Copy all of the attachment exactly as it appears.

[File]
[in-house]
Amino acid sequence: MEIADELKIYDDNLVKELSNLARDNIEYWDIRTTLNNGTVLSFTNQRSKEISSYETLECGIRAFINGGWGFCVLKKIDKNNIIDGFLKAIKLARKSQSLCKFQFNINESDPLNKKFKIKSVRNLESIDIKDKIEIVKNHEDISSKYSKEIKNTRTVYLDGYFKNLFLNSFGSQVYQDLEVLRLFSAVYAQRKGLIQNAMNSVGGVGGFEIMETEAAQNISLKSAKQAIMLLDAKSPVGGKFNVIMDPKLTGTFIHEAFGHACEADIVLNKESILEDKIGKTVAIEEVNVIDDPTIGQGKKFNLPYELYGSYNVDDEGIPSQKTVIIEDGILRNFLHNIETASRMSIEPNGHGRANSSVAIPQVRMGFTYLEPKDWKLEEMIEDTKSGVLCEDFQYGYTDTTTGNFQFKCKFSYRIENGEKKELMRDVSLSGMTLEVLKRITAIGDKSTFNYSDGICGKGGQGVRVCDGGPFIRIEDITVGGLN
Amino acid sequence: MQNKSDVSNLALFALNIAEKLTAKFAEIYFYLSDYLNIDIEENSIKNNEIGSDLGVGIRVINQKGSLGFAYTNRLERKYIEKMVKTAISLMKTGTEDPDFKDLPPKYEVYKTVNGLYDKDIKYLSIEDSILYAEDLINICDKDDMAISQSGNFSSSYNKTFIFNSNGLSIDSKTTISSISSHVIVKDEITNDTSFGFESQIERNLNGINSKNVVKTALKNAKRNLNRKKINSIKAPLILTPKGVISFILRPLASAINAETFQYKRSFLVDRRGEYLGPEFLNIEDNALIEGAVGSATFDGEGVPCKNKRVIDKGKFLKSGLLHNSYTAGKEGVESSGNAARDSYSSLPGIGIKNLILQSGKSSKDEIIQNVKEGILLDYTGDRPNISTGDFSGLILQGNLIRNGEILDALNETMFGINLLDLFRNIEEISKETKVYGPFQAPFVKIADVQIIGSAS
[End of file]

[in-house]
Amino acid sequence: MEIADELKIYDDNLVKELSNLARDNIEYWDIRTTLNNGTVLSFTNQRSKEISSYETLECGIRAFINGGWGFCVLKKIDKNNIIDGFLKAIKLARKSQSLCKFQFNINESDPLNKKFKIKSVRNLESIDIKDKIEIVKNHEDISSKYSKEIKNTRTVYLDGYFKNLFLNSFGSQVYQDLEVLRLFSAVYAQRKGLIQNAMNSVGGVGGFEIMETEAAQNISLKSAKQAIMLLDAKSPVGGKFNVIMDPKLTGTFIHEAFGHACEADIVLNKESILEDKIGKTVAIEEVNVIDDPTIGQGKKFNLPYELYGSYNVDDEGIPSQKTVIIEDGILRNFLHNIETASRMSIEPNGHGRANSSVAIPQVRMGFTYLEPKDWKLEEMIEDTKSGVLCEDFQYGYTDTTTGNFQFKCKFSYRIENGEKKELMRDVSLSGMTLEVLKRITAIGDKSTFNYSDGICGKGGQGVRVCDGGPFIRIEDITVGGLN
Amino acid sequence: MQNKSDVSNLALFALNIAEKLTAKFAEIYFYLSDYLNIDIEENSIKNNEIGSDLGVGIRVINQKGSLGFAYTNRLERKYIEKMVKTAISLMKTGTEDPDFKDLPPKYEVYKTVNGLYDKDIKYLSIEDSILYAEDLINICDKDDMAISQSGNFSSSYNKTFIFNSNGLSIDSKTTISSISSHVIVKDEITNDTSFGFESQIERNLNGINSKNVVKTALKNAKRNLNRKKINSIKAPLILTPKGVISFILRPLASAINAETFQYKRSFLVDRRGEYLGPEFLNIEDNALIEGAVGSATFDGEGVPCKNKRVIDKGKFLKSGLLHNSYTAGKEGVESSGNAARDSYSSLPGIGIKNLILQSGKSSKDEIIQNVKEGILLDYTGDRPNISTGDFSGLILQGNLIRNGEILDALNETMFGINLLDLFRNIEEISKETKVYGPFQAPFVKIADVQIIGSAS